What are antibodies?

Antibodies are a type of blood protein that the body produces in response to a particular antigen. They may also be referred to as immunoglobulin.

When the body detects an antigen, white blood cells bind to it. When B cells, a type of white blood cell, bind to an antigen, they multiply and produce antibodies.

The antibodies can then bind to the specific antigen and eliminate it from the body. However, while the antigen leaves the body, antibodies remain in the body and offer continued protection from that type of antigen for a set period.

There are five classes of antibodies, which are separated based on their location. Each class is assigned a letter, which is attached to the abbreviation for immunoglobulin (Ig).

  • IgA: found in tears, saliva, breast milk, mucus, and intestinal fluid
  • IgD: found on the surface of B cells
  • IgE: primarily found in the lungs, skin, and mucus membranes; helpful for fighting off allergic reactions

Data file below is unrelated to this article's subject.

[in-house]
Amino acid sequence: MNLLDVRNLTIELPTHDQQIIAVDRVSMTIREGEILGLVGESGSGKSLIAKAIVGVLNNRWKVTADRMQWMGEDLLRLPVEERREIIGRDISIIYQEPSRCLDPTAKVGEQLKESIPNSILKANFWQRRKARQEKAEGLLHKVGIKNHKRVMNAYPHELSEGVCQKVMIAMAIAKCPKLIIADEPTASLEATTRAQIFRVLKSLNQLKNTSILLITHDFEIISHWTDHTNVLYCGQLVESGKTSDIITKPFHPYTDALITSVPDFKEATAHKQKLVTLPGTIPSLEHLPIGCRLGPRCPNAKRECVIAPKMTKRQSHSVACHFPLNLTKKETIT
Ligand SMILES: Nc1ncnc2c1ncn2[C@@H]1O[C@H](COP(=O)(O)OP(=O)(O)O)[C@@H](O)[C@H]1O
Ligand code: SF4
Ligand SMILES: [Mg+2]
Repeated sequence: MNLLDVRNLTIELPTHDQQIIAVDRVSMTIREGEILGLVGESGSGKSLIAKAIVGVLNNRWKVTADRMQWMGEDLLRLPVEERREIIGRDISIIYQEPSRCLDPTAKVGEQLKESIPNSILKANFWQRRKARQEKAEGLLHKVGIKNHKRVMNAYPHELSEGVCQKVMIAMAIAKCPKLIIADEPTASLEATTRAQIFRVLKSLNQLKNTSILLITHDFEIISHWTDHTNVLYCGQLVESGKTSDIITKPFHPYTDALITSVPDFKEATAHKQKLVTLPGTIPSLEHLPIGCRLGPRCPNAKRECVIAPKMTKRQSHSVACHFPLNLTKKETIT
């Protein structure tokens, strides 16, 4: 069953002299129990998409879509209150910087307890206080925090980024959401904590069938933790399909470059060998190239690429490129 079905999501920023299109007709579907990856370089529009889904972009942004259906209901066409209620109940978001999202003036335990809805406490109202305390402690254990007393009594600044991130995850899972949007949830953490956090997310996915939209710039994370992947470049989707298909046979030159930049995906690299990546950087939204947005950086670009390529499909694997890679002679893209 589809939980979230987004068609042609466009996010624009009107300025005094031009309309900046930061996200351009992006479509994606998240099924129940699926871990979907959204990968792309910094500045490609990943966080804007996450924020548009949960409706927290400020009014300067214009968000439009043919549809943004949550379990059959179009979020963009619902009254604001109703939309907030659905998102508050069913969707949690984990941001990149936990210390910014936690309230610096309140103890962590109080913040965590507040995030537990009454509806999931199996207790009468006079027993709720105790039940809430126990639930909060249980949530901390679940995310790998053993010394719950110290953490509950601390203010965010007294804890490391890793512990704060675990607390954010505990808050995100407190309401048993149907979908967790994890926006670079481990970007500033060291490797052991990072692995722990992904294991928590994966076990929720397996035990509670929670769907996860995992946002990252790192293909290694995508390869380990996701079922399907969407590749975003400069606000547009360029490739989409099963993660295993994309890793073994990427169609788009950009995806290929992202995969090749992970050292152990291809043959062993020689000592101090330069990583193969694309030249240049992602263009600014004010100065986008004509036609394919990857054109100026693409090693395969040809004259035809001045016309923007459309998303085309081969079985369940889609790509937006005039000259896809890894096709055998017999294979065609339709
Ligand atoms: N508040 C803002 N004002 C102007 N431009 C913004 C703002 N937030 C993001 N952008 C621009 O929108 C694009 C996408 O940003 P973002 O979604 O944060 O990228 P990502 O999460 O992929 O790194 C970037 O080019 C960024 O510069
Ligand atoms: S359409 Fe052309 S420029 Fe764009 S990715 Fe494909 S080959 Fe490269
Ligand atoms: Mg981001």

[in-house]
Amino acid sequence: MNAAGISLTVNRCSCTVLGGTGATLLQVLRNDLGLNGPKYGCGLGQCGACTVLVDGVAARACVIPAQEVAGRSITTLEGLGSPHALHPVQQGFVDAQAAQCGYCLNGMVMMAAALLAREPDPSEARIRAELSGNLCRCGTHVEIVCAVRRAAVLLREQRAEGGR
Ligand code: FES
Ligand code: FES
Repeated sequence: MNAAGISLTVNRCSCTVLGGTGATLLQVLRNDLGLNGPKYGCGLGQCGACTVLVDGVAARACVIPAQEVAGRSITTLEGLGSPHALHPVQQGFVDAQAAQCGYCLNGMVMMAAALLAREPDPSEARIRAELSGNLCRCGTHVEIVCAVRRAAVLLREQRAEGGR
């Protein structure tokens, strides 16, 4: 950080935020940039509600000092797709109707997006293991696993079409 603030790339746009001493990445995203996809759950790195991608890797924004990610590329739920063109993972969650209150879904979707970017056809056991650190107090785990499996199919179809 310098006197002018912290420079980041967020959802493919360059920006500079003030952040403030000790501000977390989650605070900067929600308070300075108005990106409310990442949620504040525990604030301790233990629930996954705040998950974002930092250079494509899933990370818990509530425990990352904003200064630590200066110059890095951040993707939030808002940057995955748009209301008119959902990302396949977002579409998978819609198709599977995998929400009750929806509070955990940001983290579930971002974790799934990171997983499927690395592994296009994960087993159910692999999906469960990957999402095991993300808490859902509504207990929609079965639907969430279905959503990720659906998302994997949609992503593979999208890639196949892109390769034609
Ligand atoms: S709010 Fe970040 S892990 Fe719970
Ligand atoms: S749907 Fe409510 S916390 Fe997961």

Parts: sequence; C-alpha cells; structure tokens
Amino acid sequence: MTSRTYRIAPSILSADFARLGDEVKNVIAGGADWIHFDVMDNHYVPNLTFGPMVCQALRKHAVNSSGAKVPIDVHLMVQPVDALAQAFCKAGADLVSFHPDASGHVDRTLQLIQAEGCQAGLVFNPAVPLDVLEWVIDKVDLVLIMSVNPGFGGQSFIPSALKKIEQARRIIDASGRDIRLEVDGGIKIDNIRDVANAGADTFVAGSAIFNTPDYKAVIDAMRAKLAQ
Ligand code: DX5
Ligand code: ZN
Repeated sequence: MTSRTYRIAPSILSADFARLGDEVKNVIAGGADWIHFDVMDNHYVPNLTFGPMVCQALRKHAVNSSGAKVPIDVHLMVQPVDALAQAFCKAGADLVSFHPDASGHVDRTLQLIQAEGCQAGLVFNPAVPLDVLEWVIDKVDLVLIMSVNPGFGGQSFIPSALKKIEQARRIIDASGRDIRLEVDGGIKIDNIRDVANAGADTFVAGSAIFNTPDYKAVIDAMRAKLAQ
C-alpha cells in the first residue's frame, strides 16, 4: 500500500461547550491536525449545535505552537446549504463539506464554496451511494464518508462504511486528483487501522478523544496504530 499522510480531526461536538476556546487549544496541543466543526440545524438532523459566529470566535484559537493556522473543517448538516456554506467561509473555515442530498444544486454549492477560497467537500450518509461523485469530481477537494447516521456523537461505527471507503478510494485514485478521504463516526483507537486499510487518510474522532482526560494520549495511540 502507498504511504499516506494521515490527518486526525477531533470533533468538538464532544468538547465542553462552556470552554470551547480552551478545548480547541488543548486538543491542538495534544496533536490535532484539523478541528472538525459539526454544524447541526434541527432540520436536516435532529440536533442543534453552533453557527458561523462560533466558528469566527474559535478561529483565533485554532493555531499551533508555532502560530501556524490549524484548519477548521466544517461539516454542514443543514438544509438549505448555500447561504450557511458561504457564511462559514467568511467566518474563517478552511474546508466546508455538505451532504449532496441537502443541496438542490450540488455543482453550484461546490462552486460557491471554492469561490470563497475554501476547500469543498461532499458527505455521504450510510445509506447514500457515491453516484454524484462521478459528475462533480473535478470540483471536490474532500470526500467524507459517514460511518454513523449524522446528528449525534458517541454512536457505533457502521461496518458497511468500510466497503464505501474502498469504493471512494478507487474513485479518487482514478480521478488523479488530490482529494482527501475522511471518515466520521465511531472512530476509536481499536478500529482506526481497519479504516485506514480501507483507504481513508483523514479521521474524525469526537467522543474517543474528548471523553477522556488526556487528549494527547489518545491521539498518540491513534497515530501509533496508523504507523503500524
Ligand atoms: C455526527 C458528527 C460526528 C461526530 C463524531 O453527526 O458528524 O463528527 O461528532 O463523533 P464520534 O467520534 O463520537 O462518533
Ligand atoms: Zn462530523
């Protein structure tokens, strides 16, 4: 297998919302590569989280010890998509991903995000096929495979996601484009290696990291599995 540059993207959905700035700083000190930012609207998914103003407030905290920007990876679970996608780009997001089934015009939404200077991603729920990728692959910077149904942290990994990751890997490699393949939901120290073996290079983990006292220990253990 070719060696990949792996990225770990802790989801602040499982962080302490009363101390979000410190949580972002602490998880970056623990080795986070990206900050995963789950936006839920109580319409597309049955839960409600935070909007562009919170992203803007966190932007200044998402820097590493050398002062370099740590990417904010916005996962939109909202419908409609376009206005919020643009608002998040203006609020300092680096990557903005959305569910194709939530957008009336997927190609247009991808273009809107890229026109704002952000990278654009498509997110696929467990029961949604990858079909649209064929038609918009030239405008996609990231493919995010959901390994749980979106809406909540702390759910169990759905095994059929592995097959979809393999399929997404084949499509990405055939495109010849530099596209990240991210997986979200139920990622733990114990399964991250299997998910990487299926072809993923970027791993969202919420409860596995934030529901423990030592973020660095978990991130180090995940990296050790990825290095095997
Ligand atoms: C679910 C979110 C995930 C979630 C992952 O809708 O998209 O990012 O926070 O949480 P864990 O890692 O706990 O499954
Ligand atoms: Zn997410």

• IgG: the most common antibody; found in tissue fluids and blood
  • IgM: found in the lymph system and blood

Based on their location, these antibodies play important roles in different infections. For example, IgG helps protect the body from bacterial and viral infections, whereas IgA protects against inhaled and ingested pathogens.

Why are antibodies important?

Antibodies are important because they eliminate foreign substances from the body that would otherwise make someone sick.

Additionally, antibodies are specific to a particular type of antigen and remain in the body even after the initial threat has been eliminated. This means that if someone is exposed to the antigen again, the body already has antibodies in place that can quickly remove the antigen.

The creation of antibodies is also a significant aspect of vaccines, which help the body make antibodies for a specific illness. This offers protection without having to undergo the infection first.